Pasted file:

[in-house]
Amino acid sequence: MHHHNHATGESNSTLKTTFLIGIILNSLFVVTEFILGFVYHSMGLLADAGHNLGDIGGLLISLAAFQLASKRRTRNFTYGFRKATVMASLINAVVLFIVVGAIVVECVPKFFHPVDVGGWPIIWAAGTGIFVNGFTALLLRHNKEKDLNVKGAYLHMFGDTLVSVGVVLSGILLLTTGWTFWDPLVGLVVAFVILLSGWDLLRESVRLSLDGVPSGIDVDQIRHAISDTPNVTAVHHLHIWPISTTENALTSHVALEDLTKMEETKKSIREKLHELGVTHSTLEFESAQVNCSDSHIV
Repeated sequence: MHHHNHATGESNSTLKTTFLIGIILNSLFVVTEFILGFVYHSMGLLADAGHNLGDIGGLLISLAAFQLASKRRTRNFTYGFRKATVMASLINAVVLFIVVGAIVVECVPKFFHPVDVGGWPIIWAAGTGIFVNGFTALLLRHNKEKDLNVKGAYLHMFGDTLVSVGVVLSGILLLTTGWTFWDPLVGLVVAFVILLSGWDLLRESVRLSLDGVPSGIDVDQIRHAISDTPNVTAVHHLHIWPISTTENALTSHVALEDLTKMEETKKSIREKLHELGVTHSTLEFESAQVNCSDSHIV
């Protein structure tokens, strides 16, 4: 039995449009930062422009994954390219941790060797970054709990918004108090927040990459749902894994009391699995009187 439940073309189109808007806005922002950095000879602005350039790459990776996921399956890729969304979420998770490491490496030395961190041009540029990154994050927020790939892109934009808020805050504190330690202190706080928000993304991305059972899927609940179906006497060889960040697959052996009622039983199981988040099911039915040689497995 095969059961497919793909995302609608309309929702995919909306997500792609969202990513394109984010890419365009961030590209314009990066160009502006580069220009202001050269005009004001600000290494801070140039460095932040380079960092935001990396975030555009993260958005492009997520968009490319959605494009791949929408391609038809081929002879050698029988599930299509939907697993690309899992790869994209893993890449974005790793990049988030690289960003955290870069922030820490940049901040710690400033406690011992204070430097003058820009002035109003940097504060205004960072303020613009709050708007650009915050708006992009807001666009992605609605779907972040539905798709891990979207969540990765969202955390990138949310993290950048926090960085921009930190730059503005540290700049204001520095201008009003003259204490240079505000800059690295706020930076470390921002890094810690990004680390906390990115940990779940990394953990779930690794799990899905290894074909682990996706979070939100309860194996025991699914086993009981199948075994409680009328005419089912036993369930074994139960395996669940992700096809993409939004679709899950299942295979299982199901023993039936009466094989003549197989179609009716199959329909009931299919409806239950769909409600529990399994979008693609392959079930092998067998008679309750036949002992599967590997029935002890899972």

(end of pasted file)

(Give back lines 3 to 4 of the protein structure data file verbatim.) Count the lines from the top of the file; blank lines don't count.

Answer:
Repeated sequence: MHHHNHATGESNSTLKTTFLIGIILNSLFVVTEFILGFVYHSMGLLADAGHNLGDIGGLLISLAAFQLASKRRTRNFTYGFRKATVMASLINAVVLFIVVGAIVVECVPKFFHPVDVGGWPIIWAAGTGIFVNGFTALLLRHNKEKDLNVKGAYLHMFGDTLVSVGVVLSGILLLTTGWTFWDPLVGLVVAFVILLSGWDLLRESVRLSLDGVPSGIDVDQIRHAISDTPNVTAVHHLHIWPISTTENALTSHVALEDLTKMEETKKSIREKLHELGVTHSTLEFESAQVNCSDSHIV
């Protein structure tokens, strides 16, 4: 039995449009930062422009994954390219941790060797970054709990918004108090927040990459749902894994009391699995009187 439940073309189109808007806005922002950095000879602005350039790459990776996921399956890729969304979420998770490491490496030395961190041009540029990154994050927020790939892109934009808020805050504190330690202190706080928000993304991305059972899927609940179906006497060889960040697959052996009622039983199981988040099911039915040689497995 095969059961497919793909995302609608309309929702995919909306997500792609969202990513394109984010890419365009961030590209314009990066160009502006580069220009202001050269005009004001600000290494801070140039460095932040380079960092935001990396975030555009993260958005492009997520968009490319959605494009791949929408391609038809081929002879050698029988599930299509939907697993690309899992790869994209893993890449974005790793990049988030690289960003955290870069922030820490940049901040710690400033406690011992204070430097003058820009002035109003940097504060205004960072303020613009709050708007650009915050708006992009807001666009992605609605779907972040539905798709891990979207969540990765969202955390990138949310993290950048926090960085921009930190730059503005540290700049204001520095201008009003003259204490240079505000800059690295706020930076470390921002890094810690990004680390906390990115940990779940990394953990779930690794799990899905290894074909682990996706979070939100309860194996025991699914086993009981199948075994409680009328005419089912036993369930074994139960395996669940992700096809993409939004679709899950299942295979299982199901023993039936009466094989003549197989179609009716199959329909009931299919409806239950769909409600529990399994979008693609392959079930092998067998008679309750036949002992599967590997029935002890899972």